Daniel Defoe on a Captain of the Killing Times

In 1717, the writer Daniel Defoe published his recollection of at least one conversation he had with Lieutenant-General James Maitland (d.1716). Maitland had served as a captain of a company in His Majesty’s Regiment of Foot Guards during the Killing Times. According to Defoe, Maitland regretted repressing the Society people:

‘The Writer of this has heard the late Lieutenant-General Maitland express great Abhorrence of the Cruelties committed by Major Balfour, Captain Douglass, General Dalziel, and several others, who would take Pains to search out such Men as they thought did but shun to be seen, and, with little or no Examination, shoot them upon the Spot; which he, being then under Command, could no way prevent: But many times, when Power was in his Hands, he either facilitated their Escape, or otherwise prevented the Mischief intended.’

The three officers that Maitland named were General Thomas Dalyell, of His Majesty’s Regiment of Dragoons, Major John Balfour, of the Earl of Mar’s Regiment of Foot, and almost certainly Captain Thomas Douglas, also of Mar’s Foot.

Main Street, Strathaven © Gordon Brown and licensed for reuse.

In 1685, Captain Maitland was under the direct command of Colonel James Douglas and was based in Glasgow.

He was involved in the following incident in a village near Hamilton:

‘In a Village not far from Hamilton, a poor Tradesman was beset in his House, while at his Work, by Five Soldiers, his Name Lawson: They call’d to him to come down the Stairs, which he refus’d to do; upon which all the Five Soldiers fir’d at htm, but he, being aware, stood by the Wall of the Chamber and avoided the Shot, and then cail’d to them and ask’d them wherefore they came to him, he was no Bothwell Brigg-man. Well then, say the Soldiers, come down, and we will do you no Hurt. The Man, however, knowing they were not to be trusted, came down, but got out of his Back Door, and jumping over two or three low Stone-Walls of the Gardens, got into the Fields, and took him to Flight, being very swift of Foot, and knowing they had just fir’d all their Pieces: They pursu’d him, and, loading their Musquets as they run, fir’d at him again several Shot; but, by good Providence missing him, the Man escaped to the Hills, but was heard of no more at his own Habitation.’

The ‘tradesman’  named Lawson that Maitland mentioned was possibly James Lawson, younger, a fugitive in Strathaven, as the two other Lawsons listed on the Fugitive Roll of 1684 did not live in a village. (Jardine, ‘United Societies’, II, 196.)

Defoe also states that Maitland took the remarkable step of warning fugitives and field preachings of his raids:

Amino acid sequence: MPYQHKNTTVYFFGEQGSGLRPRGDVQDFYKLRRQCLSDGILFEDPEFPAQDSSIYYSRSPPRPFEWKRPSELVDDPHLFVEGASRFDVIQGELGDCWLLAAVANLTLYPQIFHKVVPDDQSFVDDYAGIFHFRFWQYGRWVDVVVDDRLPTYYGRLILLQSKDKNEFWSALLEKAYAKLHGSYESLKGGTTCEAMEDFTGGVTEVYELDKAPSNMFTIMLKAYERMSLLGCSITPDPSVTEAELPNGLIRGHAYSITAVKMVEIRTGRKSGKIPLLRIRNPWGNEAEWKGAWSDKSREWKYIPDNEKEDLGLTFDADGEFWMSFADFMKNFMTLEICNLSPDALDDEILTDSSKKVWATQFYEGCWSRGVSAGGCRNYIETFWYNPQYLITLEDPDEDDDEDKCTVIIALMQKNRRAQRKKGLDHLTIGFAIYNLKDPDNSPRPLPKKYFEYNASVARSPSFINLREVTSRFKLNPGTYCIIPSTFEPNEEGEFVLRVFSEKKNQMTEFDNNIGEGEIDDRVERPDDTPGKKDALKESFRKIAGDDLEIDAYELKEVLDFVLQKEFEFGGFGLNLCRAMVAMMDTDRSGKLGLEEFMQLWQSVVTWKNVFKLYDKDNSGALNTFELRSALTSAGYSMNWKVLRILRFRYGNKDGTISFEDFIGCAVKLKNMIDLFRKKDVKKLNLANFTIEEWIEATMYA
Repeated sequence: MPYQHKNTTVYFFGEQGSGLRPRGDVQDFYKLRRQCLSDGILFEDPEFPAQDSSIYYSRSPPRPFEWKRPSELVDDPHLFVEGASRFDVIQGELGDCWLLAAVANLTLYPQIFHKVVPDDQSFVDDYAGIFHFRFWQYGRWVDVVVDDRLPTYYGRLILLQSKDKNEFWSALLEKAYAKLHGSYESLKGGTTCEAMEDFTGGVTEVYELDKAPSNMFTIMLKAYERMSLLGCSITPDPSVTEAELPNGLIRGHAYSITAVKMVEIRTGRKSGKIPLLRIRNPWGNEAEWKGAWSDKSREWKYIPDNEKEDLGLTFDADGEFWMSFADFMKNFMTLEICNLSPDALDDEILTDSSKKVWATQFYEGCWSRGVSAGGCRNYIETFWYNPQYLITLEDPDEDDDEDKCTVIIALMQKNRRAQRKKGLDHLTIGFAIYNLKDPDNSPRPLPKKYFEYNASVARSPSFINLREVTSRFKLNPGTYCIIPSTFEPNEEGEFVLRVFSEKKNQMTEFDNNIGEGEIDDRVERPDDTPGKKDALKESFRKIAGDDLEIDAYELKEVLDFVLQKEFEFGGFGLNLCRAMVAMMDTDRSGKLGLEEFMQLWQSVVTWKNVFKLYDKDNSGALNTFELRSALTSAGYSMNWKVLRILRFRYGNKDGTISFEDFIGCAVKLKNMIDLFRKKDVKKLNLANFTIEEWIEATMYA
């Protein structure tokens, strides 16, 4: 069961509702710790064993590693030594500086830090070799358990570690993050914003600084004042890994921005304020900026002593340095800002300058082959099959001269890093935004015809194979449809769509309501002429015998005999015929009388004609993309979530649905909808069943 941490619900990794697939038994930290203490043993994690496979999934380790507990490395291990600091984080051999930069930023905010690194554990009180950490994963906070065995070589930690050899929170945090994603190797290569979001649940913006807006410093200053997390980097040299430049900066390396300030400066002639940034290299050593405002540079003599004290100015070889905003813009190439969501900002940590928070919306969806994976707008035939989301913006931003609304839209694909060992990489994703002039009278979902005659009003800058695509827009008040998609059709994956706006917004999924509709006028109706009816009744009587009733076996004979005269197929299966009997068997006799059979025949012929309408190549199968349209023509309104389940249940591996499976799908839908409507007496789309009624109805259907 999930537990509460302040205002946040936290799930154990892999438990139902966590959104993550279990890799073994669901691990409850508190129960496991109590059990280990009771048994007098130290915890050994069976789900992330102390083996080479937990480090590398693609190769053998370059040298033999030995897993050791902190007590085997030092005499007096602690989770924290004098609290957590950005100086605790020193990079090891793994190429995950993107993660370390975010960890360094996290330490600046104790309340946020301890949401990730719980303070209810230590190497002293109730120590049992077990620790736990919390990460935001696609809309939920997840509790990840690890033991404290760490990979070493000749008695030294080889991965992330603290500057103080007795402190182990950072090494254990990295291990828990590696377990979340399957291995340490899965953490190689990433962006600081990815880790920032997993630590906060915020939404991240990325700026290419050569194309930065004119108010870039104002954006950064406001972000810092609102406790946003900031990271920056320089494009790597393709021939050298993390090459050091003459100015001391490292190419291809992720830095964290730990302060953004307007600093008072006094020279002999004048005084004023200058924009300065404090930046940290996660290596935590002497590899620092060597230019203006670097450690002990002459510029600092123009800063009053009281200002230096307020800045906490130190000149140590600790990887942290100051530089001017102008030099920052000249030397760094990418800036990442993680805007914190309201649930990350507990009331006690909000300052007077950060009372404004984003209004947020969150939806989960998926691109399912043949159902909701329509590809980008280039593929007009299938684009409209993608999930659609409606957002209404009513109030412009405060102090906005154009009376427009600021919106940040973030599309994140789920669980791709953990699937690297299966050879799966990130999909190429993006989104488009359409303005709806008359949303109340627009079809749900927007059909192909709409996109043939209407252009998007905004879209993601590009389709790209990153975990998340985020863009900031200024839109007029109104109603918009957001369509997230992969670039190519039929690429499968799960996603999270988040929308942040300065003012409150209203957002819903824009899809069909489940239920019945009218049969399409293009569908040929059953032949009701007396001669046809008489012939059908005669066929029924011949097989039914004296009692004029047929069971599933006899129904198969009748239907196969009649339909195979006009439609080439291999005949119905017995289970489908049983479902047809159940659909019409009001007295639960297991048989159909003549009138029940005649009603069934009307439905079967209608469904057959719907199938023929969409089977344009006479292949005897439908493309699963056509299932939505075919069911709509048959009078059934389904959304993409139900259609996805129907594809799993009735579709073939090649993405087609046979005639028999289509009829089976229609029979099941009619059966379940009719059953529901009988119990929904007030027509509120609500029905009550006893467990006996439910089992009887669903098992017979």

‘The aforesaid Lieutenant-General Maitland was then an Officer among these bloody Troops, and was, with some Soldiers, quarter’d in Glasgow but, being a Man of generous Principles, and of too much Humanity to be guilty of such Things as these, was a great Relief to the persecuted People, for he shelter’d and protected many who otherwise had been murtherd by the Soldiers; and if he was commanded on the Service which he abhorr’d so much, (viz..) to fall upon the poor People in their House or Field-Meetings, would frequently, by trusty Messengers, give them private Notice, that they might have Time to disperse and be gone away; and would often find out some Occasion to make his Men halt by the Way, that his Messengers might not come too late.’ (Defoe, Memoirs, 245-6.)

Nonetheless, he was involved in the Polmadie Incident in May, 1685.

Maitland was the son of Robert Maitland of the Bass. ‘He had been page to the Duke of Lauderdale but was … a French officer and was making his leavyes in Scotland in the year 1676.’ Maitland clearly had Continental experience when he was commissioned in the Foot Guards in 1677. He fought on the government side at Bothwell in 1679 and had a share of “Forfeitures”.

He was promoted to the rank of major on 13 September, 1687, to Lt-Colonel on 1 March, 1689, and to Bt-Colonel on1 March, 1691. He joined William of Orange’s side at the Revolution and served with distinction in command a company of grenadiers in Flanders. In 1694, he succeeded the Earl of Leven as Colonel of the regiment, later known as the Kings Own Scottish Borderers. He was promoted to Major-General on 1 February, 1705, and Lt-General on 1 January, 1709. He was briefly governor of Fort William before he retired in 1711. (Dalton, Scots Army, 25n, 148, 150n.)

~ by drmarkjardine on March 12, 2012.

One Response to “Daniel Defoe on a Captain of the Killing Times”

  1. […] Defoe also recorded that Maitland later claimed that he was a reluctant oppressor and critical of Balfour’s actions. […]

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